I often struggle with conversation about language. It's ironic really—not having the words to explain the way language is lost.
I wrote this for my grandfather. Both as a thanks and as a coming of acceptance that I won't have him forever. But I am grateful for the moments we've shared and for the lessons he taught me, which have always helped me remember who I am and where I come.
Thank you for speaking to me as if I knew what it meant
To bring a family across the border
With nothing but dreams to guide you
I’ll never tell you how much it meant to me
But I’ll show you that it’s shaped every fabric of my dreams for us
I went to college and fell in love with the music you used to play en la sala, full blast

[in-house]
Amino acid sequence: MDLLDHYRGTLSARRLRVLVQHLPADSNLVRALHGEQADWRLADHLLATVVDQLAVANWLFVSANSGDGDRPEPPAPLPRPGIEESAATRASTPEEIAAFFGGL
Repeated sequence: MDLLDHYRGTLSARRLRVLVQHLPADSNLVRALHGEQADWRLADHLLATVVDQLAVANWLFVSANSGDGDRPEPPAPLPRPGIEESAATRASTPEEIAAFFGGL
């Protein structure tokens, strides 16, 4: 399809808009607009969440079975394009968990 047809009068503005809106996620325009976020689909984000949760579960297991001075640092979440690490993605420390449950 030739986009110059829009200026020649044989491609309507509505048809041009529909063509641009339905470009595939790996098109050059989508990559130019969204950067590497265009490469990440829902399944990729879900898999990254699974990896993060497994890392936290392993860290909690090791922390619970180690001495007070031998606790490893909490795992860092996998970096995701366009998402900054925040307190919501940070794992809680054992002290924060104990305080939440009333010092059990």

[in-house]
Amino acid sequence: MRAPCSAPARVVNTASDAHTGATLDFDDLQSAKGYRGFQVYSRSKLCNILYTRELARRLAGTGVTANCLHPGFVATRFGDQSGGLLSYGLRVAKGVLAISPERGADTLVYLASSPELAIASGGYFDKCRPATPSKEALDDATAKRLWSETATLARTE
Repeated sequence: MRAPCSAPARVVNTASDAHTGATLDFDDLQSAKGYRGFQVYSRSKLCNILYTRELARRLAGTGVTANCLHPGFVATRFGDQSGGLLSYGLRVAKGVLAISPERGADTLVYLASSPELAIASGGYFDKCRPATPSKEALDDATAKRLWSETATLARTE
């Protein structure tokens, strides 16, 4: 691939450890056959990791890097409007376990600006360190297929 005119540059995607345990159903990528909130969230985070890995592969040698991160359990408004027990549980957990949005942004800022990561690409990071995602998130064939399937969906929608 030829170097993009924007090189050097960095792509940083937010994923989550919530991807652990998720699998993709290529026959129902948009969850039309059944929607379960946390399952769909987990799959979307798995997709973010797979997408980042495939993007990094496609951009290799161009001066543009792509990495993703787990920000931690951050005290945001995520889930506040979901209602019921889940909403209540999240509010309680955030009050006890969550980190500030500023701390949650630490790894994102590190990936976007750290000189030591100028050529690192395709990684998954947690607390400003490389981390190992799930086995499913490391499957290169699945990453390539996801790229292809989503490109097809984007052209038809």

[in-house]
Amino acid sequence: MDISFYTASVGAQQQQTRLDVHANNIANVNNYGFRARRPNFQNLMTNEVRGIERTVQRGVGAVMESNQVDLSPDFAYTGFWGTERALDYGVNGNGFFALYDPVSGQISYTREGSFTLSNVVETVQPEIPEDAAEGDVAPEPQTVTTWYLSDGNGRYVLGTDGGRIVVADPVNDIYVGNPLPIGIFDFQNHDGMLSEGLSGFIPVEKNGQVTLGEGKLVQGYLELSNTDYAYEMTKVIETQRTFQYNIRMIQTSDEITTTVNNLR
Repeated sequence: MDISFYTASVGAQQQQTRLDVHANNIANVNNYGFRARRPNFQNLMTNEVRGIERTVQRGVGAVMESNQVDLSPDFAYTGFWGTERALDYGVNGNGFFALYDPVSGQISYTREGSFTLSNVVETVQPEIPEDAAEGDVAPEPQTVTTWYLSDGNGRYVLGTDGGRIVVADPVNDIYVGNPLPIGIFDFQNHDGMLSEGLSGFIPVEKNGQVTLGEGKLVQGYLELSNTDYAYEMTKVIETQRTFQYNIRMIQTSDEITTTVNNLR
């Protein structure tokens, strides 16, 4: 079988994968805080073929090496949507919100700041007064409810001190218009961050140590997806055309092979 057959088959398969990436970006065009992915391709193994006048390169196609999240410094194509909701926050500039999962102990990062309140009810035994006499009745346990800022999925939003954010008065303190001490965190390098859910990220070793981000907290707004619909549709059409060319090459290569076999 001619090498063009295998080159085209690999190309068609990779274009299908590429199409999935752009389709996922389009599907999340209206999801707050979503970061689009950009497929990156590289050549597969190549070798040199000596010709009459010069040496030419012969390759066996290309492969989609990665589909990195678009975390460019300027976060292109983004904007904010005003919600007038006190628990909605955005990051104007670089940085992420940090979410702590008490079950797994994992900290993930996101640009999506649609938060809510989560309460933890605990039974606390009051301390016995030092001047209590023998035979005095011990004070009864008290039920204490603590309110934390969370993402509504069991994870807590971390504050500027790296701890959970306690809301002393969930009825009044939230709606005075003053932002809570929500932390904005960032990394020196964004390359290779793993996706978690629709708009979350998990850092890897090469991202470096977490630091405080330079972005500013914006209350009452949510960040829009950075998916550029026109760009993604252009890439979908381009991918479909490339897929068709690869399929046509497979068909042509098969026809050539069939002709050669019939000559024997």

Because I knew that somehow it would remind me that I’m Mexicano like you
During times when I was so sure that I had lost myself
In the wave of American imperialism, coded: assimilation
Everything I knew was washed away
From my language to mi abuela at the tender age of 8
I'm different now, but clung tighter to the roots you nurtured
And I am stronger when I remember the kind of life you led
I promise not to ask about the times you bore so much on your body because I know it still weighs heavy
I will carry you on mine
For as long as I am lucky enough to have you around
It is a miracle the way you’ve taught me so much without words
For a man who couldn’t read
For a man who couldn’t write
It is a miracle the way you’ve sustained so much life with your hands
Now aged and worn with wisdom
I know there is so much I have yet to learn
So for the time we have left
I hope that we can spend it well
And if you can’t understand me the next time I try to speak
Know that it is okay
I’d much rather hear your voice. Again and again.
Te amo, abuelito.